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by Dave Rome
May 19, 2016
Photography by Dave Rome
Given how quickly the UCI decided to suspend the use of disc brakes in road races, it’s little surprise many brands already had the ball rolling on 2017 disc-equipped race bikes.
Providing a clue of what’s to come, the UCI’s approved list of frames and forks was recently updated to include new disc-equipped race bikes from Giant, Specialized, Cannondale, Merida and Canyon.
Disc-equipped road bikes are already a common sight among the major brands, but in reality only a few offer bikes worthy of being raced at the top level. Many brands have dipped their toe into the road disc market with endurance-type bikes, not ones in the pursuit of speed.
However this list is dwindling, with BMC, Lapierre, Scott and Trek now arguably the only brands competing in the WorldTour without race-focused disc bikes. And even these brands already offer disc-equipped bikes perfectly suited to the Classics.
So while the industry and racers await the UCI’s decision on the future of disc brakes in professional road cycling, here’s a look at five new performance disc road bikes seemingly set for unveiling.
Of course details are scarce about what exactly these bikes will entail, but it’s a fair assumption that they’ll closely resemble the current rim-brake versions.
Typically the most notable changes are seen at the dropouts, with most brands adopting 12mm thru-axles in place of traditional quick-release skewers. Additionally, provisions for disc callipers and different braking forces must be made. These changes generally only involve redesigning the rear triangle and fork.
Following its overhaul for 2016, the SuperSix EVO 2 appears to be gaining a disc-equipped brother. At a glance the new rim-brake SuperSix EVO looks rather similar to the version past, but Cannondale claims to have added an element of aerodynamics while improving ride comfort and frame stiffness too.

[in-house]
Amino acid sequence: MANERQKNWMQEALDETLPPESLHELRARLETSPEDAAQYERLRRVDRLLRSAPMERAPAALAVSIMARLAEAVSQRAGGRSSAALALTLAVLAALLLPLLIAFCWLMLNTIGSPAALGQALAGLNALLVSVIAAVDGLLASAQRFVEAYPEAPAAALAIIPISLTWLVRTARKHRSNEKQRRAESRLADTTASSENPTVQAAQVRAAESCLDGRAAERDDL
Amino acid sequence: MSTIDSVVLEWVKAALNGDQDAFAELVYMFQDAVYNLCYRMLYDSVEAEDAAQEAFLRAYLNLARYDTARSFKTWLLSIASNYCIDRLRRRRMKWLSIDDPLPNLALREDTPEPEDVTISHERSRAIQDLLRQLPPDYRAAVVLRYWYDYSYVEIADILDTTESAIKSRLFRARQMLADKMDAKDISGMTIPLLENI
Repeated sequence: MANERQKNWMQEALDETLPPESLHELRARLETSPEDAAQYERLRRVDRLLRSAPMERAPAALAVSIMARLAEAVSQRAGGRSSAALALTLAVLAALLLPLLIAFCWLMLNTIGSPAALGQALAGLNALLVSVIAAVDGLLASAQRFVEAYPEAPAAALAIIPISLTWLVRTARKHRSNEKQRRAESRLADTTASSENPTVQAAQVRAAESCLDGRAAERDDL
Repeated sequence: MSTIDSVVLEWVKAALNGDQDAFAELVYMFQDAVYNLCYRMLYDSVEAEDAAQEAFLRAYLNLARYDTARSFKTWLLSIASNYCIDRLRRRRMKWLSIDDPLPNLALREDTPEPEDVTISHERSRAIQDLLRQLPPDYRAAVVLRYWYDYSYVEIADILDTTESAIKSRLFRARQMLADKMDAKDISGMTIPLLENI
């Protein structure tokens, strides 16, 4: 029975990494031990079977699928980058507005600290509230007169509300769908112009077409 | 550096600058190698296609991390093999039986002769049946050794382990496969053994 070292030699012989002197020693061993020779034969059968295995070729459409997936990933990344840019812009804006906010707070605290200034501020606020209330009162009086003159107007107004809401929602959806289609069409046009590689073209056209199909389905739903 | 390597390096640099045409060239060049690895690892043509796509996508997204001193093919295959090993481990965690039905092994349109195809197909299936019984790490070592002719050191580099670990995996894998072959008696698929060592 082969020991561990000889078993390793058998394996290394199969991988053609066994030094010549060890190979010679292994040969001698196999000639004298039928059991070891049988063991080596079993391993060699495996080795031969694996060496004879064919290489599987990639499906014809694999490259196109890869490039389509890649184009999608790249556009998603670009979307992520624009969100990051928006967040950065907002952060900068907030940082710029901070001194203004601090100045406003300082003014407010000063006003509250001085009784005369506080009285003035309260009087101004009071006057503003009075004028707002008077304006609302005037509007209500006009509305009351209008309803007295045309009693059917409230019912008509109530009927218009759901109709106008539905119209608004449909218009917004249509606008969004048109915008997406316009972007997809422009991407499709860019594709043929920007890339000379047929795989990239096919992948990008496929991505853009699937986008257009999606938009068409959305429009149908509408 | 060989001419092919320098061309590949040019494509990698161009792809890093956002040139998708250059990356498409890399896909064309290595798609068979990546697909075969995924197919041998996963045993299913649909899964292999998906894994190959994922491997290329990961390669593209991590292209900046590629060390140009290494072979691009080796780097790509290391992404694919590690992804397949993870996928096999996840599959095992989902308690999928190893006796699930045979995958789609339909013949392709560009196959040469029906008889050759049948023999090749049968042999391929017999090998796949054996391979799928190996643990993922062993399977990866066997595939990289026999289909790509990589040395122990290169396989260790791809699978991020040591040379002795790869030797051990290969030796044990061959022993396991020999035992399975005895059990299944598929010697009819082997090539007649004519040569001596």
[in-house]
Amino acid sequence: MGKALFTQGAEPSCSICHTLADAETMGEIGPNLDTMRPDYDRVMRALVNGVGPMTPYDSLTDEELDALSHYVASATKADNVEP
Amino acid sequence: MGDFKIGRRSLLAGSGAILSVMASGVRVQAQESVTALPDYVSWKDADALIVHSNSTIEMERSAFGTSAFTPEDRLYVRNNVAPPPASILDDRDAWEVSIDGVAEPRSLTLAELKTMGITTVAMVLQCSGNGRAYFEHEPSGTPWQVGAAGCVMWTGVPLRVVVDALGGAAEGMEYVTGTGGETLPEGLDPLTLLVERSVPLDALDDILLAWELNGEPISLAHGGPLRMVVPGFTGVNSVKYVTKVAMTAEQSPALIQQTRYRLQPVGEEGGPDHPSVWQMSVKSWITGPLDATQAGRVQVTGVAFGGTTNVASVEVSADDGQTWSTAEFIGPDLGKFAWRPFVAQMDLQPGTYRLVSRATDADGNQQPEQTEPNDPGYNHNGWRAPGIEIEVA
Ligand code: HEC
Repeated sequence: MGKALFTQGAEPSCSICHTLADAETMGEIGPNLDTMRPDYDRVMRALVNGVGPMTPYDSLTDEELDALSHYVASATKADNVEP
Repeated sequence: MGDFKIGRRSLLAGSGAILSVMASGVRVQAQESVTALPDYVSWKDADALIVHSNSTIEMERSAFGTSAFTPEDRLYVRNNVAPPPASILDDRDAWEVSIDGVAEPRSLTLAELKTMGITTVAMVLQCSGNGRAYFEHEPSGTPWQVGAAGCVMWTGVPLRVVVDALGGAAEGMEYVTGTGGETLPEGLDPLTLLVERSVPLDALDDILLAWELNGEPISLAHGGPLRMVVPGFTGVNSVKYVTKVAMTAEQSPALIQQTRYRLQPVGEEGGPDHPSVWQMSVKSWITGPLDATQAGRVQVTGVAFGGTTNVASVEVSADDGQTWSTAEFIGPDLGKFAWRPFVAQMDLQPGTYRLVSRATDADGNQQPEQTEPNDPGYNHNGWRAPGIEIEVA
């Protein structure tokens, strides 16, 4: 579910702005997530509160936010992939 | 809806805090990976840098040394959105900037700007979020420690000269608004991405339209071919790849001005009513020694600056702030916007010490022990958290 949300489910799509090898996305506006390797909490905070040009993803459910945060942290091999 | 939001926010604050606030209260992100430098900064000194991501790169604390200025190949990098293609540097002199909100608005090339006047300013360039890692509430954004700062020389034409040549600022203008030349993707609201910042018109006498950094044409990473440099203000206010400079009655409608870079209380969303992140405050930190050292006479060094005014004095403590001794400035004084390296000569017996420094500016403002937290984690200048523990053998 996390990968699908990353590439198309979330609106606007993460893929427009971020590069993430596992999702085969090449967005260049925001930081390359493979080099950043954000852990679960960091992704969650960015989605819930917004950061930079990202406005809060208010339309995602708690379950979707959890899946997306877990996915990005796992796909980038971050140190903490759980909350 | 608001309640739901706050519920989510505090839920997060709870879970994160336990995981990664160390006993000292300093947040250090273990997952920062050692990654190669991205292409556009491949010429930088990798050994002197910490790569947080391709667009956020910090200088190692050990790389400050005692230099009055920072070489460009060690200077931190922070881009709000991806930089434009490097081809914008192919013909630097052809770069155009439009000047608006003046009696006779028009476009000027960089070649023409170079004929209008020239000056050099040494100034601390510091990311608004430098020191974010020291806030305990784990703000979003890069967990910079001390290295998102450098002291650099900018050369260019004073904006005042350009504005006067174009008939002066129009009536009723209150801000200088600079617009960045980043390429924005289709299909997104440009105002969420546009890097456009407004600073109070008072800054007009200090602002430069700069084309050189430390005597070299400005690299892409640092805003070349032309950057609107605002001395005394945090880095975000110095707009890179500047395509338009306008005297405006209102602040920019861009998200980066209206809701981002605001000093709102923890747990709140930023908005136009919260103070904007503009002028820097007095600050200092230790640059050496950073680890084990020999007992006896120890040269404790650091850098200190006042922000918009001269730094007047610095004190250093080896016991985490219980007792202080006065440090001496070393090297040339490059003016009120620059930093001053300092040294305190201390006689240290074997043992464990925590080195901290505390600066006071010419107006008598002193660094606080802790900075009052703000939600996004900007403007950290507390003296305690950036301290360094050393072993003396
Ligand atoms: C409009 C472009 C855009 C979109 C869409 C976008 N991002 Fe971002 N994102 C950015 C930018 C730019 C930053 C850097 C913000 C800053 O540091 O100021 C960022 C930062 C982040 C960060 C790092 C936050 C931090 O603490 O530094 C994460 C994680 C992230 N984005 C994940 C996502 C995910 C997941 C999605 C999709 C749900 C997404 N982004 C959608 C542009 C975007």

With such slender fork legs and stays on the rim brake version, we suspect the disc option may gain a little weight.
Set as Giant’s all-purpose road race bike, the long standing TCR is soon to be joined by two disc versions. Set at the top of the range, the TCR Advanced SL Disc will be what the pros ride – if they ever choose to. The UCI’s list reveals that Giant is likely to offer the TCR Advanced Pro in a Disc version too, which will probably be a few grams heavier and with a lower-grade layup.
And it appears a refreshed Defy Advanced SL Disc will join these new TCRs too.
The all-round Ultimate CF SLX Disc has been teased since Eurobike last year, but the Aeroad Disc is something we hadn’t expected from the Germany consumer-direct company. With two disc-equipped racing models on the horizon, it seems Canyon was, or perhaps still is, expecting big things for discs on the road.
Satisfying the sprint needs of Alexander Kristoff, the Canyon Aeroad is an ultra-aggressive aero road bike. We suspect the general design of this bike won’t change much with the introduction of discs, but we also can’t see a need for such a bike as long as the UCI’s ban stands.
Borrowing a few aero lessons from the Aeroad, while keeping things super light and comfortable, Canyon’s recently overhauled Ultimate CF SLX is a Grand Tour contender. We’ve seen this disc-version in the flesh before, and have heard rumours that both Katusha and Movistar have had samples for sometime too.
Specialized was one of the very first brands to offer a disc-equipped race bike with the Tarmac Disc. However, it seems the American brand has been busy placing discs onto its McLaren collaboration aero superbike.
Specialized themselves previously proved that disc brakes offer more wind resistance than rim brakes, and so like the Canyon Aeroad, this is an interesting model to create.
We suspect that, slightly ironically, the disc version will be easier to setup than the current Venge VIAS with its proprietary rim brakes.
Merida’s relatively new Scultura Lite was a bike vying for the ‘world’s lightest production bike’. Surely the disc version won’t be able to make such a claim, but it’s quite possible such a bike could near the UCI’s 6.8kg weight limit.
This one isn’t on the UCI’s approved list yet, but our own James Huang did spot one at the Taipei Cycle Show earlier in the year. What’s effectively a new rear triangle and fork for the addition of discs, the Noah SL is marketed in the same aero realm as the Specialized Venge VIAS and Canyon Aeroad.